In Nova Scotia climate change is expected to bring warmer than average temperatures and greater fluctuations in our average highs & lows. This has the potential to threaten vulnerable populations with heat waves, damage agriculture outputs, cause droughts and even strengthen coastal storms.
Sea Level Rise
Nova Scotia is in a unique position because of its proximity to the ocean as a peninsula there are no places within the province further then 60 kilometers from at least one of three major bodies of water The Atlantic Ocean, The Northumberland Strait and the Bay of Fundy – all of which are expected to rise by around 1 meter by 2100.
The process behind climate change is sea level rise is two-fold; first the oceans are being fed by the massive amounts of melt from our globes poles and glacier regions, secondly as global temperatures rise so does the temperature of the water; which in turn causes the volume of water to expand through a process known as “thermal expansion”
As a coastal province this could spell big trouble for many parts of Nova Scotia – not only will the sea level rise along our coasts statically but it will also provide a higher baseline from which storm surges can reach further inland.
But.. Nova Scotians are a tough bunch and we are already working on adaptation strategies, these include some of the following:
- Coastal setback policies
- Armoured shorelines
- Living shorelines
- Dykes & Levees
- Coastal restoration projects & retention of existing coastal marshes
If you or someone you know is concerned about the impact of sea level rise on their home or community please do not hesitate to get in touch with us – we have numerous experts available that are always up for a chat!
If however you are more of the DIY yourself type – check out this great resource page from some of the brightest scientists in the world. https://climate.nasa.gov/vital-signs/sea-level/
Extreme Storm Events
Most climate models show that Nova Scotians can start to expect more frequent and more extreme storm events. Specifically, this will entail higher temperatures, colder “snaps”, as well as intense rainfall events.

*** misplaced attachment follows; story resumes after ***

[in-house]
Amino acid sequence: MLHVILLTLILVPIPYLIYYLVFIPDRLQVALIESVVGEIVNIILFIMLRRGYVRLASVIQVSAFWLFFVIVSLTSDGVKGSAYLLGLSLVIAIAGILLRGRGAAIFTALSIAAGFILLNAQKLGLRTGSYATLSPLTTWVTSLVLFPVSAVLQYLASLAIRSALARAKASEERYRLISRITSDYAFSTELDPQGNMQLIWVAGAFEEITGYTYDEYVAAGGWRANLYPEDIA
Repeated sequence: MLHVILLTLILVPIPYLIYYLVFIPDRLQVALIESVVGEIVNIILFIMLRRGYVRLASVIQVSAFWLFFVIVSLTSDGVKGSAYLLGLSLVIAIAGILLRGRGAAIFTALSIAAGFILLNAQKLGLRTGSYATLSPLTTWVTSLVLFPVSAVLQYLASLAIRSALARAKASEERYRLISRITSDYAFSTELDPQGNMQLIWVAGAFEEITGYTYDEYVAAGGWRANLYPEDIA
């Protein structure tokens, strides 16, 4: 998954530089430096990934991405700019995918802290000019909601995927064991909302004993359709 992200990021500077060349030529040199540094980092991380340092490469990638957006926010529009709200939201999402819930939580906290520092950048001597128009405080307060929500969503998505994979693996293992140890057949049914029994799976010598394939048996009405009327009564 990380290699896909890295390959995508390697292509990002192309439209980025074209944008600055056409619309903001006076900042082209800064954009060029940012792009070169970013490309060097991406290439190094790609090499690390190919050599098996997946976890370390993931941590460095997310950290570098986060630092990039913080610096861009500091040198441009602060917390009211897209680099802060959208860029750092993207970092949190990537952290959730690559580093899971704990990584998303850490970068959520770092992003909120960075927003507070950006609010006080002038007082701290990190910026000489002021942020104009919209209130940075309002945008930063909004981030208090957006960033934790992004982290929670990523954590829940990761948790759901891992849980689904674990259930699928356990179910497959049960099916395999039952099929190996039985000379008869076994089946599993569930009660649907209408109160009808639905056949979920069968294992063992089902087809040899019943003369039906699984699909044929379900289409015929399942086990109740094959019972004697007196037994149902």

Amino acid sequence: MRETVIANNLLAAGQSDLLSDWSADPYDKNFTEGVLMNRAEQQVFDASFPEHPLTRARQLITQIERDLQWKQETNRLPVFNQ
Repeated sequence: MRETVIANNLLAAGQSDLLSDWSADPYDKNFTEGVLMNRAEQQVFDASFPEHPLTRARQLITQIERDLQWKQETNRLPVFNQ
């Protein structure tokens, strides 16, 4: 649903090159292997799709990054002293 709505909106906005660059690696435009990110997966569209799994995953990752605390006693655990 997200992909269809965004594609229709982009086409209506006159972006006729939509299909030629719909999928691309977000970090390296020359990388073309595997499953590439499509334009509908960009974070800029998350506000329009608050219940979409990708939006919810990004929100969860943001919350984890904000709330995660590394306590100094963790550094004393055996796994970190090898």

In Nova Scotia scientists are still unsure as to whether we will see more hurricanes but are certain we will see stronger hurricanes with greater impacts fueled by higher sea levels and warmer ocean temperatures.. which discussed above is also allowing the sea level to rise and in turn is giving hurricanes greater inroads into coastal communities.
Flooding & Flood Management / Spring/Fall
Flooding has always occurred in many parts of Nova Scotia – this is largely due to our series of our historical and continued settlement along river valleys, flood plains and coastal areas. However as we’ve continued to build non-permeable infrastructure like asphalt, pavements and concretes – we are continually eroding the natural landscapes ability to absorb water.
Furthermore, as climate change alters our storm and rainfall patterns even built infrastructure like stormwater management systems are becoming unable to properly contain and process the sheer volumes of stormwater, riverine flooding and coastal flooding.
If you have read this far and have touched on the piece about rain gardens and property water management above then consider this: think of what you could do on a community level should you upsize projects like rain gardens, bioswales and cisterns. This touches on one concept behind flood management covering natural water retention which favors a return to naturalized stormwater management systems and “green infrastructure”; for more reading on “green infrastructure” check out.
Drought – simply put is a long period of abnormally low rainfall leading to a shortage of water – in the case of Nova Scotia this adversely effects those with ground water wells.
Although droughts can have many different causes – most scientists across Canada and globally have linked more intense droughts to climate change. This is because as more greenhouse gases enter the air they increase air temperature… which in turn causes more moisture to evaporate from bodies of water (lakes, rivers, oceans) Warmer temperatures can also increase evaporation from plant soils.. which can kill off vegetation and in turn reduce rainfall even further!
With the rainfall patterns changing it can have the adverse effect of drying out and killing vegetation and then dousing barren areas with heavy rains – which in turn leads to more flooding due to the soils and vegetation being unavailable to hold, store and use the water.